14 Feb 2017

Love Stories Found in Ex-Slave Narratives

Happy St. Valentine’s Day to my readers. Today’s post is about love stories found in ex-slave narratives at the Library of Congress. These narratives are available here: Born in Slavery: Slave Narratives from the Federal Writers’ Project, 1936-1938.

Containing more than 2,300 first person accounts of slavery and 500 photographs of former enslaved people, these narratives were collected in the 1930s as part of the Federal Writers’ Project (FWP) of the Works Progress Administration, later renamed Work Projects Administration (WPA).  At the conclusion of the Slave Narrative project, a set of edited transcripts was assembled and microfilmed in 1941 as the seventeen-volume Slave Narratives: A Folk History of Slavery in the United States from Interviews with Former Slaves. In 2000-2001, the Library of Congress digitized the narratives from the microfilm edition and scanned from the originals 500 photographs, including more than 200 that had never been microfilmed.

The Library of Congress blog […]

24 Dec 2016

Stockings and Oranges at Christmas

The stockings were hung by the chimney with care,
In hopes that St. Nicholas soon would be there.
– “A Visit from Saint Nicholas,” aka “The Night Before Christmas” (1823)
From Smithsonian Magazine, Emily Spivack tells us about the cultural origins of those Christmas stockings that old St. Nick fills with such care for us each year. Debate still endures about which of two New Yorkers first wrote the poem, but the origin story is usually pretty faithful to this version:
St. Nicholas was wandering through the town where the man lived and heard villagers discussing that family’s plight. He wanted to help but knew  the man would refuse any kind of charity directly. Instead, one night, he slid down the chimney of the family’s house and filled the girls’ recently laundered stockings, which happened to be drying by the fire, with gold coins. And then he disappeared.

The girls awoke in the morning, overjoyed upon discovering the […]

5 Sep 2016

Lewis Hine Project

The Lewis Hine Project documents the research of retired social worker Joe Manning. He set out in 2004 to see what had happened to the children featured in Lewis Hine’s heartbreaking photos of child labor in the United States in the early 20th century. The Lewis Hine Project documents his findings—showing the lives of hundreds of subjects—on his website,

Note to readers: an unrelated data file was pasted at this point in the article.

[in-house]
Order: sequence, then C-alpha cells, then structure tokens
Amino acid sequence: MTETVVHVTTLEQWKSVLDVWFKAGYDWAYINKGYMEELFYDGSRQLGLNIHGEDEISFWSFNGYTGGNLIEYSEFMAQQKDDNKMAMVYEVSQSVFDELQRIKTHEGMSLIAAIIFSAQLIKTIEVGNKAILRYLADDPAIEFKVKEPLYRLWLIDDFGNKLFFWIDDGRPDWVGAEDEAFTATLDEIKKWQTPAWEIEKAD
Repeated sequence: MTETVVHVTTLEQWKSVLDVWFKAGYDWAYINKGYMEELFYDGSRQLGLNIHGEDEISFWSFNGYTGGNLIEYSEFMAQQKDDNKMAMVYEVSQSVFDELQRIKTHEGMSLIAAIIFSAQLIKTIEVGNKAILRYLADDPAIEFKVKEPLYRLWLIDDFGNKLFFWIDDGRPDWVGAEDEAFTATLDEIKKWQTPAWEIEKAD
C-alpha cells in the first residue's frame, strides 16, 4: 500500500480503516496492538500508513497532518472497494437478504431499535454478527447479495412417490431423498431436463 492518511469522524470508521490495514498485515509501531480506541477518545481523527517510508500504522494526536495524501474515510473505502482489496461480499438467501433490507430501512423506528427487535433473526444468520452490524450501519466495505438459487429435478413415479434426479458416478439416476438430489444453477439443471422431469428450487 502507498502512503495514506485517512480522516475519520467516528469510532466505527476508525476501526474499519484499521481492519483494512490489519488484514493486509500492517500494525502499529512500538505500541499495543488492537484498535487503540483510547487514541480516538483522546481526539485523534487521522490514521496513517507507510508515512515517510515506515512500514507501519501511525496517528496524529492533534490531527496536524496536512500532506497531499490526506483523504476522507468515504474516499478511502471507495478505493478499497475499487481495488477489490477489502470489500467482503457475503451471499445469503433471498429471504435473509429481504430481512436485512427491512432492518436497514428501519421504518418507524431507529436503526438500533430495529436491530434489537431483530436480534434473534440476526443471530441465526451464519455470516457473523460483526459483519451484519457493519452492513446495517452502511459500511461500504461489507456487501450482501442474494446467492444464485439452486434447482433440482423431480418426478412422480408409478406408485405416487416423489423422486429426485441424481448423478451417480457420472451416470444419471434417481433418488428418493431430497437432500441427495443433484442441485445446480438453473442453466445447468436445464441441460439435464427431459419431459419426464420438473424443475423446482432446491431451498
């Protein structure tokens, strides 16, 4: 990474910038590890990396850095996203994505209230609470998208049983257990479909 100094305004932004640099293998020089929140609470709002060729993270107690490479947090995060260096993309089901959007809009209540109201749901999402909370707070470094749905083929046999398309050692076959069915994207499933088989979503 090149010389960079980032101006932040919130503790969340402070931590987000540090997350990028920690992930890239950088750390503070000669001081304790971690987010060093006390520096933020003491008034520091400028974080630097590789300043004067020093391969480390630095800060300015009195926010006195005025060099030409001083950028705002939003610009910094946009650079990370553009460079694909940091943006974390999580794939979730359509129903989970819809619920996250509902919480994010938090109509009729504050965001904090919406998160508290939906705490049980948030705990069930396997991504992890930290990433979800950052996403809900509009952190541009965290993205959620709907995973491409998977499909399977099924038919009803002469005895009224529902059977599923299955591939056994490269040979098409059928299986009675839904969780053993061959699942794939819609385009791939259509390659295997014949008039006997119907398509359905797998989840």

The Lewis Hine Project
Because Hine only recorded the dates and places of his photos, Manning became a researcher-genealogist to identify the children and find their descendants.

Manning set out to find the identity of the little girl in one of Hine’s most famous photographs.

The little girl staring out the window has no name and a very short story. At 10 years old, she had been working at Rhodes Manufacturing Company for more than a year…. I came up with a novel idea. I searched the 1910 Lincolnton census, and made a list of all […]

27 Mar 2016

Is the American Easter Bunny German?

In honor of the holiday today, we ask
Is the American Easter Bunny German?
Stephen Winick’s article, On the Bunny Trail: In Search of the Easter Bunny, indicates that we have the German colonial immigrants–known familiarly as the Pennsylvania Dutch–to thank for the Easter Bunny in the United States. In the Folklife Today blog from the Library of Congress, Winick explores the antecedents of the Easter Bunny we know today: the “swift little creature” who visits and hides pastel-dyed eggs and baskets of candy around American lawns and homes for children to find. Sometimes, as seen in the Winterthur fraktur above, “…the bunny is even said to lay eggs, presenting a challenge to biology teachers everywhere!,” writes Winick.

The first known reference to the German tradition of the Easter Hare comes from Georg Franck von Franckenau’s academic essay De ovis paschalibus [About Easter Eggs] from 1682. This Latin work refers to the German tradition of an Easter […]

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